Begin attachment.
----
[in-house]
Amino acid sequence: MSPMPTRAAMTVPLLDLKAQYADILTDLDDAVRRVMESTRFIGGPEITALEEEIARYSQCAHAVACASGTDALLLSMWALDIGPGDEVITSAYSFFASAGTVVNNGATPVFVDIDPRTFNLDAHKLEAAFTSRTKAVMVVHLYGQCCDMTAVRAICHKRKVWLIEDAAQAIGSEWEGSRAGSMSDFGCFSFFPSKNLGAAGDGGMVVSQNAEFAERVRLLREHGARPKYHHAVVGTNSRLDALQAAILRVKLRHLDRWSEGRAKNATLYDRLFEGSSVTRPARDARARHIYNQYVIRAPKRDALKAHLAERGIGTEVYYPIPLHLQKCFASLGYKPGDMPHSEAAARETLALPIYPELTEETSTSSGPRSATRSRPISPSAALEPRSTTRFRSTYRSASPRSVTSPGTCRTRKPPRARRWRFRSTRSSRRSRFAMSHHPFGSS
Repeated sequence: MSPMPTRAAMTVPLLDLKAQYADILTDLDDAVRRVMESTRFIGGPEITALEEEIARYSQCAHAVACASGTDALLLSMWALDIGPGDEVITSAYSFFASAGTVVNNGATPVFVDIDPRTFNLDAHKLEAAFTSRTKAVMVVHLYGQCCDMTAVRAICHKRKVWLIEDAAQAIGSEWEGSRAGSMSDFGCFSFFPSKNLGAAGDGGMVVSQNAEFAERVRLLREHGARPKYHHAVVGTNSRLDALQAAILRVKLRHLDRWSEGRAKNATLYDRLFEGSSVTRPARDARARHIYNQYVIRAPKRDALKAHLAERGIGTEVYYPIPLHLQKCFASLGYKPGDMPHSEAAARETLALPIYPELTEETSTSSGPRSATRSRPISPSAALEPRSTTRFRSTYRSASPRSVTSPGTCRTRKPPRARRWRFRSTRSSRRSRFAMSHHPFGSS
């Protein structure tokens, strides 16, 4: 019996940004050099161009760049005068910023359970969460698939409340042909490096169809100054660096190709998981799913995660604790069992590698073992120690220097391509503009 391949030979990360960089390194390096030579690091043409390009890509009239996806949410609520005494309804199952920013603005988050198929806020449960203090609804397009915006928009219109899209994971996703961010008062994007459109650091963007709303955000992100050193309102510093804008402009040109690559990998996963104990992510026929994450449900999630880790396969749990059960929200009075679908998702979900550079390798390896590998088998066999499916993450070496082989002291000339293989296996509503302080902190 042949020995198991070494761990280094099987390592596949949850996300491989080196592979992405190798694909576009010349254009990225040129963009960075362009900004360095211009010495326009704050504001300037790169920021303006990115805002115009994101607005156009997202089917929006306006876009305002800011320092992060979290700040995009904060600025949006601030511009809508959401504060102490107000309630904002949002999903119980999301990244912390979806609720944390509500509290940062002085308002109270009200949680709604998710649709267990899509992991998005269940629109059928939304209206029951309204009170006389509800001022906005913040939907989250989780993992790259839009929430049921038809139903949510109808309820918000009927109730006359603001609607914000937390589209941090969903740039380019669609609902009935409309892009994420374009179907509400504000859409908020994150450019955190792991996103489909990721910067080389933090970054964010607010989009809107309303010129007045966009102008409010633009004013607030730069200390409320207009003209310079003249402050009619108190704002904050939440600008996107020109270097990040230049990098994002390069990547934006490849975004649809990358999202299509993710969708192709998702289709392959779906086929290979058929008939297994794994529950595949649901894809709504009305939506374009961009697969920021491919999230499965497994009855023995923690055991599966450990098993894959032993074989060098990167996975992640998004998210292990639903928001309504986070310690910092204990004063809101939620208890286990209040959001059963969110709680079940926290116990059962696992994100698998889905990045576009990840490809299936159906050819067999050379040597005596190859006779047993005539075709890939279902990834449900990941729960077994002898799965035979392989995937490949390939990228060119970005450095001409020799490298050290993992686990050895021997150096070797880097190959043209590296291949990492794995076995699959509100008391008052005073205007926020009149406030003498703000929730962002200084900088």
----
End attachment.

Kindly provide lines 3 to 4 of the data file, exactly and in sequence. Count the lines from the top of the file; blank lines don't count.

Repeated sequence: MSPMPTRAAMTVPLLDLKAQYADILTDLDDAVRRVMESTRFIGGPEITALEEEIARYSQCAHAVACASGTDALLLSMWALDIGPGDEVITSAYSFFASAGTVVNNGATPVFVDIDPRTFNLDAHKLEAAFTSRTKAVMVVHLYGQCCDMTAVRAICHKRKVWLIEDAAQAIGSEWEGSRAGSMSDFGCFSFFPSKNLGAAGDGGMVVSQNAEFAERVRLLREHGARPKYHHAVVGTNSRLDALQAAILRVKLRHLDRWSEGRAKNATLYDRLFEGSSVTRPARDARARHIYNQYVIRAPKRDALKAHLAERGIGTEVYYPIPLHLQKCFASLGYKPGDMPHSEAAARETLALPIYPELTEETSTSSGPRSATRSRPISPSAALEPRSTTRFRSTYRSASPRSVTSPGTCRTRKPPRARRWRFRSTRSSRRSRFAMSHHPFGSS
């Protein structure tokens, strides 16, 4: 019996940004050099161009760049005068910023359970969460698939409340042909490096169809100054660096190709998981799913995660604790069992590698073992120690220097391509503009 391949030979990360960089390194390096030579690091043409390009890509009239996806949410609520005494309804199952920013603005988050198929806020449960203090609804397009915006928009219109899209994971996703961010008062994007459109650091963007709303955000992100050193309102510093804008402009040109690559990998996963104990992510026929994450449900999630880790396969749990059960929200009075679908998702979900550079390798390896590998088998066999499916993450070496082989002291000339293989296996509503302080902190 042949020995198991070494761990280094099987390592596949949850996300491989080196592979992405190798694909576009010349254009990225040129963009960075362009900004360095211009010495326009704050504001300037790169920021303006990115805002115009994101607005156009997202089917929006306006876009305002800011320092992060979290700040995009904060600025949006601030511009809508959401504060102490107000309630904002949002999903119980999301990244912390979806609720944390509500509290940062002085308002109270009200949680709604998710649709267990899509992991998005269940629109059928939304209206029951309204009170006389509800001022906005913040939907989250989780993992790259839009929430049921038809139903949510109808309820918000009927109730006359603001609607914000937390589209941090969903740039380019669609609902009935409309892009994420374009179907509400504000859409908020994150450019955190792991996103489909990721910067080389933090970054964010607010989009809107309303010129007045966009102008409010633009004013607030730069200390409320207009003209310079003249402050009619108190704002904050939440600008996107020109270097990040230049990098994002390069990547934006490849975004649809990358999202299509993710969708192709998702289709392959779906086929290979058929008939297994794994529950595949649901894809709504009305939506374009961009697969920021491919999230499965497994009855023995923690055991599966450990098993894959032993074989060098990167996975992640998004998210292990639903928001309504986070310690910092204990004063809101939620208890286990209040959001059963969110709680079940926290116990059962696992994100698998889905990045576009990840490809299936159906050819067999050379040597005596190859006779047993005539075709890939279902990834449900990941729960077994002898799965035979392989995937490949390939990228060119970005450095001409020799490298050290993992686990050895021997150096070797880097190959043209590296291949990492794995076995699959509100008391008052005073205007926020009149406030003498703000929730962002200084900088």